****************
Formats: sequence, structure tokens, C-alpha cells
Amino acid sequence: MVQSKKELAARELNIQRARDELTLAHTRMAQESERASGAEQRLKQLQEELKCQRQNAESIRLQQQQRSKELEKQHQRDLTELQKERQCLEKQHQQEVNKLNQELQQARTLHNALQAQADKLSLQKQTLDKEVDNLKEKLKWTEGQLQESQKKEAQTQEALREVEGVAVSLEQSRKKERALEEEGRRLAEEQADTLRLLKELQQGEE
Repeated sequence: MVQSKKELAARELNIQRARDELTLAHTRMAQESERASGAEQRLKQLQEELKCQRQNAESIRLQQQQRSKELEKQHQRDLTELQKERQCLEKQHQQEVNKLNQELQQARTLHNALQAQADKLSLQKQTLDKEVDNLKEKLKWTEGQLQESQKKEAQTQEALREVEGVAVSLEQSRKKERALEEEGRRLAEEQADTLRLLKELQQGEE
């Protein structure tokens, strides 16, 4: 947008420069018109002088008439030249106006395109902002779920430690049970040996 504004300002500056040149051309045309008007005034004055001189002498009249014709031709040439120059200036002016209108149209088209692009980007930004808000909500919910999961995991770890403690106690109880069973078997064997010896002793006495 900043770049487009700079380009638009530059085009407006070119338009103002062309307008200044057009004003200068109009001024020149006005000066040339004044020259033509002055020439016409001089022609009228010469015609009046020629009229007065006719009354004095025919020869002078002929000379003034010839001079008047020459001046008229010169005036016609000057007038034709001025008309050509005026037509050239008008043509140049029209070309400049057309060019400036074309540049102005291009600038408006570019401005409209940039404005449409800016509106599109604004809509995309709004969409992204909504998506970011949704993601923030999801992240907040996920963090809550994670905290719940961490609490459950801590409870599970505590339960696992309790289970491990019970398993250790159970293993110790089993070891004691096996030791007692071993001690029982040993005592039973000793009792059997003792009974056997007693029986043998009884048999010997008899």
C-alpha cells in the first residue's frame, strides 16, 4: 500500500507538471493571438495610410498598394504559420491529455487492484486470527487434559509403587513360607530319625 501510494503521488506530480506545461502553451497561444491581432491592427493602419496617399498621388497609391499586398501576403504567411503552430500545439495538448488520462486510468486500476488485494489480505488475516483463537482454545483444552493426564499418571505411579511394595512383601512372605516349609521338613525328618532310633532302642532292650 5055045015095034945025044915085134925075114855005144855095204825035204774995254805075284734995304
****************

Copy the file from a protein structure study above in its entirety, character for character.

Formats: sequence, structure tokens, C-alpha cells
Amino acid sequence: MVQSKKELAARELNIQRARDELTLAHTRMAQESERASGAEQRLKQLQEELKCQRQNAESIRLQQQQRSKELEKQHQRDLTELQKERQCLEKQHQQEVNKLNQELQQARTLHNALQAQADKLSLQKQTLDKEVDNLKEKLKWTEGQLQESQKKEAQTQEALREVEGVAVSLEQSRKKERALEEEGRRLAEEQADTLRLLKELQQGEE
Repeated sequence: MVQSKKELAARELNIQRARDELTLAHTRMAQESERASGAEQRLKQLQEELKCQRQNAESIRLQQQQRSKELEKQHQRDLTELQKERQCLEKQHQQEVNKLNQELQQARTLHNALQAQADKLSLQKQTLDKEVDNLKEKLKWTEGQLQESQKKEAQTQEALREVEGVAVSLEQSRKKERALEEEGRRLAEEQADTLRLLKELQQGEE
């Protein structure tokens, strides 16, 4: 947008420069018109002088008439030249106006395109902002779920430690049970040996 504004300002500056040149051309045309008007005034004055001189002498009249014709031709040439120059200036002016209108149209088209692009980007930004808000909500919910999961995991770890403690106690109880069973078997064997010896002793006495 900043770049487009700079380009638009530059085009407006070119338009103002062309307008200044057009004003200068109009001024020149006005000066040339004044020259033509002055020439016409001089022609009228010469015609009046020629009229007065006719009354004095025919020869002078002929000379003034010839001079008047020459001046008229010169005036016609000057007038034709001025008309050509005026037509050239008008043509140049029209070309400049057309060019400036074309540049102005291009600038408006570019401005409209940039404005449409800016509106599109604004809509995309709004969409992204909504998506970011949704993601923030999801992240907040996920963090809550994670905290719940961490609490459950801590409870599970505590339960696992309790289970491990019970398993250790159970293993110790089993070891004691096996030791007692071993001690029982040993005592039973000793009792059997003792009974056997007693029986043998009884048999010997008899």
C-alpha cells in the first residue's frame, strides 16, 4: 500500500507538471493571438495610410498598394504559420491529455487492484486470527487434559509403587513360607530319625 501510494503521488506530480506545461502553451497561444491581432491592427493602419496617399498621388497609391499586398501576403504567411503552430500545439495538448488520462486510468486500476488485494489480505488475516483463537482454545483444552493426564499418571505411579511394595512383601512372605516349609521338613525328618532310633532302642532292650 5055045015095034945025044915085134925075114855005144855095204825035204774995254805075284734995304